Design icons: the Windsor chair

From a series written for ABC Radio National’s Blueprint for Living. The Windsor chair was first broadcast on 22nd April 2023. You can listen to the audio here.


Why is it that certain designs become classics and others are soon forgotten? Like the Windsor chair whose history stretches back at least three hundred years and yet it’s still got instant appeal and will fit in most modern homes. 

With its rounded wooden back of thin spindles and a generous seat, it’s the go-to chair for those seeking a bit of country style with a lot of class. Some say its name comes from when the British king, William the Third, visited a humble farmworker’s home and sat on a chair just like it. He was so taken with its comfort that he commissioned several for his home at Windsor castle. While that’s a charming story, albeit with a whiff of the rich stealing from the poor,  it’s more likely that the name comes from the chair being constructed in an area that would become the heartland of British furniture production, High Wycombe, and this particular chair was sold through an agent based in -nearby Windsor.

It matters little.  The chair design was first catalogued in the 1720s although stick-back chairs had been made for centuries, some so basic they were still rough with bark. The Windsor chair, on the other hand, had a particularly refined shape, usually with a curved wooden rail that forms a back and arms, with the spindles rising higher through the back and anchored in a beautifully hooped frame of wood. It used the technology of a wheelwright, who could bend timber using steam so that the wood would keep its curved shape. (This, of course, would be further refined in the 1850s by Michael Thonet in Vienna when he created the classic bistro chair.) There were two basic forms of Windsor chair, the sack-back with a double layer of spindles set within the curved frame, and the comb back, where the backrest spindles were capped by a single piece of straight wood, like the body of a comb.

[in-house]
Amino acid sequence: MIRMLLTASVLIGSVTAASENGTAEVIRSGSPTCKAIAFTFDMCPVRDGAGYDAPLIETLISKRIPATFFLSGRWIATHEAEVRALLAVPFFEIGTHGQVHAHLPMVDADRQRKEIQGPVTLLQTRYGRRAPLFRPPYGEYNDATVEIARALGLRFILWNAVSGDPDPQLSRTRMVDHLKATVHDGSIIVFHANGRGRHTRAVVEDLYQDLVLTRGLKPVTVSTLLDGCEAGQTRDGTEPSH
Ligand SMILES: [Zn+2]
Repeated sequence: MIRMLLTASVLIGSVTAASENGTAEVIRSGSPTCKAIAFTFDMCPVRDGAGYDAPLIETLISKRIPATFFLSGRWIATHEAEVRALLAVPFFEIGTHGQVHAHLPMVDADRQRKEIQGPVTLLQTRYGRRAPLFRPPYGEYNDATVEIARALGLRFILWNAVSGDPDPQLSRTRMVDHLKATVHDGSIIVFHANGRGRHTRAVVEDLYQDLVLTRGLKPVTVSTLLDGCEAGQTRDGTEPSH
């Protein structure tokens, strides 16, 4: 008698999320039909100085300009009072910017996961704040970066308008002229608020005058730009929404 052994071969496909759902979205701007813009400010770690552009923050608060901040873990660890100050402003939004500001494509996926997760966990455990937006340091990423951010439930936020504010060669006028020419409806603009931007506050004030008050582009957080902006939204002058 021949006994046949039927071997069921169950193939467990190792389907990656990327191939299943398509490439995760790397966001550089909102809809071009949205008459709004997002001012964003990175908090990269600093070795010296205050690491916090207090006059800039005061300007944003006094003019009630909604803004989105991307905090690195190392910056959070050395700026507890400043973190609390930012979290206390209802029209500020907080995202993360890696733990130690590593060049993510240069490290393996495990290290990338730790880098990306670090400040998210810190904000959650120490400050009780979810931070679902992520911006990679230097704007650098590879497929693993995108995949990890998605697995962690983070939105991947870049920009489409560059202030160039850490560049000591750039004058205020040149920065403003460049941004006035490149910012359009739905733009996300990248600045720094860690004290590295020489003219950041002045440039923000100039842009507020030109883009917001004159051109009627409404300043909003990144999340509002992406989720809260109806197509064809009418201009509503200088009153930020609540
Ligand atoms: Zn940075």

The wood used was important. Key to the whole design is the broad seat, which was often shaped to make it more comfortable. With chair legs, backrest and spindles all anchored into holes created in this single piece of wood, it was important that the timber wouldn’t split. The close grain of elm and oak made them perfect but there examples in pine, too. The legs and spindles were often made from ash and beech which were particularly pliable and would hold a curve. The sitter was then contained within a sturdy but open structure that could be further softened with a cushion that wouldn’t slip off thanks to the gallery of spindles. It became the chair for fireside sitting, and an icon of the English countryside.

It was popular in America, too, and variations appeared, some with a more elaborate central splat, often with a wheel design carved into it, to give a flatter surface for the back to rest against. The chair’s apparent simplicity made it popular with further generations of designers, like Hans Wegner, who revealed his Peacock chair in 1947 made of ash and teak. Its exaggeratedly curved back had a flatter part in each spindle that reminded his colleague, Finn Juhl, of peacock feathers and the name stuck. It’s a classic of mid-century modern design, and a chair that gives the sitter an aura of radiating lines. Closer to Windsor, an Italian called Lucian Ercolani set up a furniture company in High Wycombe in 1920 called Ercol, which made variations of the Windsor chair, including the Quaker range of the 1950s with a more elongated hooped back and tapered legs that was at once traditional and bang up-to-date.

And that’s the essence of a classic. It speaks to our times, whatever our times are. As for the Windsor chair, regardless of whether or not it interested a monarch, to sit in one makes kings of us all.

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